Source: The Guardian
Fatigue and lack of motivation top poll of reasons why people don’t improve diet and exercise more.
It’s the question many of us ask ourselves: why don’t I exercise more, eat better food and generally lead a healthier lifestyle?
For many who want to, but just can’t seem to make it happen, it turns out the answer to that question is – feeling just too tired.
A survey has found that tiredness is why 35% of people don’t make the changes to their diet and physical activity levels that would help them close the gap between good intentions and concrete action.
The results, from a YouGov poll of 2,086 UK adults for the World Cancer Research Fund (WCRF), illustrate the barriers many people face in their desire to adopt and stick to healthy habits.
When asked what was stopping them from eating more healthily and exercising more often, 29% of men and 40% of women cited “feeling too tired”.
Even more put it down to “lack of motivation” (38%). Other common reasons given included the cost of food (30%), lack of time (26%) and work/life balance (25%). Others cited the cost of exercising (25%), such as buying a gym membership or equipment, lack of confidence (16%) and “not knowing where to start” (12%).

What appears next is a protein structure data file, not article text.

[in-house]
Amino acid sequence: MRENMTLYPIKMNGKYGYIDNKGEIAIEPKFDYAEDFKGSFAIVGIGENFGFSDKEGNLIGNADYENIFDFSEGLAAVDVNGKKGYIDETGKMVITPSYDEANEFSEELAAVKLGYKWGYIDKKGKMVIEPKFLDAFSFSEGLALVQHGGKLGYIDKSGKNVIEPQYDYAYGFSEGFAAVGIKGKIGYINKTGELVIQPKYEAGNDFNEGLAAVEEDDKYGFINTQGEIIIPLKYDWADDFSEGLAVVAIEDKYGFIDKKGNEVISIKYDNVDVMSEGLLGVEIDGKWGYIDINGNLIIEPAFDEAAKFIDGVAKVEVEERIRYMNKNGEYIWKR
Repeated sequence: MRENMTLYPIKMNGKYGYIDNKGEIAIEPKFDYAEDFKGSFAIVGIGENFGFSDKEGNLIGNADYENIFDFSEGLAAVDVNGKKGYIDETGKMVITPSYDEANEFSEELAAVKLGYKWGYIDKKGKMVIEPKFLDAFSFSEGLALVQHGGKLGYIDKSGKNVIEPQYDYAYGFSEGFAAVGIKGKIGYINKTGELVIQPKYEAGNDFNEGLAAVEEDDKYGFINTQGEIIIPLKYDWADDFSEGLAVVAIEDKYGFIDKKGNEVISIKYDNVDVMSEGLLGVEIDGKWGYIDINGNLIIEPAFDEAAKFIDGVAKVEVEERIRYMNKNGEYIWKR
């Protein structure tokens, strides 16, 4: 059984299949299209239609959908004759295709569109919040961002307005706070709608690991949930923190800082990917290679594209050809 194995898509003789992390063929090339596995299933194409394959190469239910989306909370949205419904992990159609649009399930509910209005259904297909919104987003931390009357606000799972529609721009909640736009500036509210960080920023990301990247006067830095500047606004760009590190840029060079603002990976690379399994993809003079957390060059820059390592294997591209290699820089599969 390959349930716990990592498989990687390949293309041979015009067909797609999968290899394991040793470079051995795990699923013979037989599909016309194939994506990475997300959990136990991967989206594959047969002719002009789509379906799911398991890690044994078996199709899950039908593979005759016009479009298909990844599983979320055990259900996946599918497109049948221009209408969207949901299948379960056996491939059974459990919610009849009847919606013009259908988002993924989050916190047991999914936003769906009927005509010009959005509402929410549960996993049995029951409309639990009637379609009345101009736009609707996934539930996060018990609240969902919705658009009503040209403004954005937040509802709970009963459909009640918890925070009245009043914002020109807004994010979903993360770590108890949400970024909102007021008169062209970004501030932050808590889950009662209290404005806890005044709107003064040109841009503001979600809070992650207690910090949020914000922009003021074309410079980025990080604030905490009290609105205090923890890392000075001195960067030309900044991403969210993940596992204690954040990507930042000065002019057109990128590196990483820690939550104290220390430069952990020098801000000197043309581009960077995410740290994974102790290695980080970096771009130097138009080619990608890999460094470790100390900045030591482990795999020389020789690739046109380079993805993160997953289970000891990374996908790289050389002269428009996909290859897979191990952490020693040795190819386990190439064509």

Only one in four (24%) in the representative sample of the British population surveyed online said nothing prevented them from making healthy changes to their lifestyle.
Matt Lambert, the charity’s health information and promotion manager, said: “People have busy schedules and we know that, for many, the last thing they might want to do when they are tired or lacking in motivation is to start cooking from scratch or going to the gym.”
WCRF is launching an eight-week healthy living plan which it hopes will enable people to build healthier habits into their routine.
It said eating well and taking exercise were important ways of reducing people’s risk of getting cancer and other diseases. One in two people will get cancer at some point in their lives.
The charity, and Cancer Research UK, estimate that 40% of all cases of cancer could be avoided if more people lived healthier lives, for example by eating more healthily, being active, maintaining a normal weight, avoiding sunburn and not smoking.
The Department of Health and Social Care said it was promoting healthier lifestyles to boost physical and mental health, for example through its “better health – every mind matters” campaign launched last week. It encourages people to use free apps, such as Couch to 5k and Active 10, to boost their activity levels.